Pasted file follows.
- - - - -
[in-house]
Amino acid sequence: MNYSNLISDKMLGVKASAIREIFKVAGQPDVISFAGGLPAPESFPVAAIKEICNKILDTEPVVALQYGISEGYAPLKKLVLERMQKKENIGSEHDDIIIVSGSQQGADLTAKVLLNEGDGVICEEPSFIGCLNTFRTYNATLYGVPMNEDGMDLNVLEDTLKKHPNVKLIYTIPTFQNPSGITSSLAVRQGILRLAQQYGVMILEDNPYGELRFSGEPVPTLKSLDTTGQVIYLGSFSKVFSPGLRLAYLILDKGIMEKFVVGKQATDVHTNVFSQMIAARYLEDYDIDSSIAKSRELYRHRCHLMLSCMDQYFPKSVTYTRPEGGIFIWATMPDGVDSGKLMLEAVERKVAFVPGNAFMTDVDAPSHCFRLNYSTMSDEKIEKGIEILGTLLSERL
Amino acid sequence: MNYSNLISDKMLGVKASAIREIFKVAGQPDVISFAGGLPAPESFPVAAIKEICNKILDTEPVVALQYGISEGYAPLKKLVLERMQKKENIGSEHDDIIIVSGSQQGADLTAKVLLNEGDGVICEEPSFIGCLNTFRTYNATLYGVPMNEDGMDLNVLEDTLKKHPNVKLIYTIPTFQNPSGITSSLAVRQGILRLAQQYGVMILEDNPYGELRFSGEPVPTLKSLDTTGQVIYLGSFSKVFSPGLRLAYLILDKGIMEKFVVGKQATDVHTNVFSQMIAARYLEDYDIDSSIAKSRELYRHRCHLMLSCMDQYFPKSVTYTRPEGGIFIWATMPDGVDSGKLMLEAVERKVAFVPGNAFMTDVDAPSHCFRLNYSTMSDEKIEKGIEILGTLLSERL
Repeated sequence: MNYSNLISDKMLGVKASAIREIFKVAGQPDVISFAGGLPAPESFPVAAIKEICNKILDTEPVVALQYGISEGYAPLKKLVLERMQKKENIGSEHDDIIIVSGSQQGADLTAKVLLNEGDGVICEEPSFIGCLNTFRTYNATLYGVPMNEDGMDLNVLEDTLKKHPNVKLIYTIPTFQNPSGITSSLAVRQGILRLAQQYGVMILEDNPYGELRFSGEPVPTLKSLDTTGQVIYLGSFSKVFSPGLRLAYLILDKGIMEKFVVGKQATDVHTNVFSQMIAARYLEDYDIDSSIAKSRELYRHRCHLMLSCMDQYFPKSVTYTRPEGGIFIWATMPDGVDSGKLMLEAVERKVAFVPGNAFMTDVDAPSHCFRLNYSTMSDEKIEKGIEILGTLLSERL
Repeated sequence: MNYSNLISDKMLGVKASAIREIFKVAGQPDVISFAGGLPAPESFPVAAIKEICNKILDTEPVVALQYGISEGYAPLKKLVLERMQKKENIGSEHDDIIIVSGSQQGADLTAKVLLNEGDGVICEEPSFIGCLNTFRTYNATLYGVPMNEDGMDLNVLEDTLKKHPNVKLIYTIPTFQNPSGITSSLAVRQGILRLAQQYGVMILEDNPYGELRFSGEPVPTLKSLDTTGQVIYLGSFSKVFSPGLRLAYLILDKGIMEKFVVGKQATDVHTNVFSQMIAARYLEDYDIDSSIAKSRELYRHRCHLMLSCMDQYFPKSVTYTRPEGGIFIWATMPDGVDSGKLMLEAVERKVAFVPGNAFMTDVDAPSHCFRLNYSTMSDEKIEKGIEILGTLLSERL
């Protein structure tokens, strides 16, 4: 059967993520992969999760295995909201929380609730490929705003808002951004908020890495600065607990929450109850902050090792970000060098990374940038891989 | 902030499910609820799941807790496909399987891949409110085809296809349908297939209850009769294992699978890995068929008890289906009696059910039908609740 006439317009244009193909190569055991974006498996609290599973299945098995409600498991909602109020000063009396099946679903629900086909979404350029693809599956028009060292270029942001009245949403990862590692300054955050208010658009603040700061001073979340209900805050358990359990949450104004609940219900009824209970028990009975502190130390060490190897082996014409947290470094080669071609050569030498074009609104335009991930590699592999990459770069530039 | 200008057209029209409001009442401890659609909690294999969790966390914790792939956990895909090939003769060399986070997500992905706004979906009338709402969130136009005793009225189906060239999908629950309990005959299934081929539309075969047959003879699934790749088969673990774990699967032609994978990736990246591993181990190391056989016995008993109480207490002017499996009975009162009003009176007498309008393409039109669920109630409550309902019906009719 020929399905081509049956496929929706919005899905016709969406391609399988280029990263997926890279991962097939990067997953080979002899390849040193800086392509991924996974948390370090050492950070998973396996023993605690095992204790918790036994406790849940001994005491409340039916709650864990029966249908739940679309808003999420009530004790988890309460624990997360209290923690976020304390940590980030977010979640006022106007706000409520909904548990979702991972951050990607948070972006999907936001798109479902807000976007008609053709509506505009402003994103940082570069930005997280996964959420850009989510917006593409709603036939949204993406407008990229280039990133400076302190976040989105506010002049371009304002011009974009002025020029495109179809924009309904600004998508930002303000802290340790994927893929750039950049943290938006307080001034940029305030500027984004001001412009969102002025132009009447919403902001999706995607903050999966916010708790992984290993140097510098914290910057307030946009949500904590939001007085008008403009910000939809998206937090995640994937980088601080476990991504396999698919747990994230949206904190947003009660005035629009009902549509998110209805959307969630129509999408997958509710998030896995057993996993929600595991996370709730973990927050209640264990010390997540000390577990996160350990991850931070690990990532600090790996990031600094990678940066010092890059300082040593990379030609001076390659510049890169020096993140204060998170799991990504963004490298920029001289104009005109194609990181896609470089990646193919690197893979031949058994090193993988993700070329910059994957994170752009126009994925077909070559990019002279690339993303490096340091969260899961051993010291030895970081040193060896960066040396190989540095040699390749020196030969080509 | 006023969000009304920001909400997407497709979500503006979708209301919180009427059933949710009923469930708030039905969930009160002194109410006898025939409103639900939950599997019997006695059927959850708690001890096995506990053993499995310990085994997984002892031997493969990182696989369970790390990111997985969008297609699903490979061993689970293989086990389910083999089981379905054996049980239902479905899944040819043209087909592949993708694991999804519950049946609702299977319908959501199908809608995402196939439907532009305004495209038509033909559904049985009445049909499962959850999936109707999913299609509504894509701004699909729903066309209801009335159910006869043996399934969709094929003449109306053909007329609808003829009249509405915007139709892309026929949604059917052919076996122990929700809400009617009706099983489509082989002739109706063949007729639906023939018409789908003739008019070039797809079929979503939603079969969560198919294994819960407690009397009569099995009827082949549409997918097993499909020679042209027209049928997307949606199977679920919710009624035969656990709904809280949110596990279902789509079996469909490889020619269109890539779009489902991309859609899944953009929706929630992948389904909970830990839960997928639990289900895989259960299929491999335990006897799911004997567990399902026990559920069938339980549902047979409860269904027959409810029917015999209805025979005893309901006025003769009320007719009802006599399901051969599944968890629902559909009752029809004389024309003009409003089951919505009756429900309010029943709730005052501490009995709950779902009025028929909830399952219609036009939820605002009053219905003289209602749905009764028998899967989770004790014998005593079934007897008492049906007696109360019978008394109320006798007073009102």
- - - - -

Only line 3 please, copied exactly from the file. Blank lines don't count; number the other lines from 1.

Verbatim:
Amino acid sequence: MNYSNLISDKMLGVKASAIREIFKVAGQPDVISFAGGLPAPESFPVAAIKEICNKILDTEPVVALQYGISEGYAPLKKLVLERMQKKENIGSEHDDIIIVSGSQQGADLTAKVLLNEGDGVICEEPSFIGCLNTFRTYNATLYGVPMNEDGMDLNVLEDTLKKHPNVKLIYTIPTFQNPSGITSSLAVRQGILRLAQQYGVMILEDNPYGELRFSGEPVPTLKSLDTTGQVIYLGSFSKVFSPGLRLAYLILDKGIMEKFVVGKQATDVHTNVFSQMIAARYLEDYDIDSSIAKSRELYRHRCHLMLSCMDQYFPKSVTYTRPEGGIFIWATMPDGVDSGKLMLEAVERKVAFVPGNAFMTDVDAPSHCFRLNYSTMSDEKIEKGIEILGTLLSERL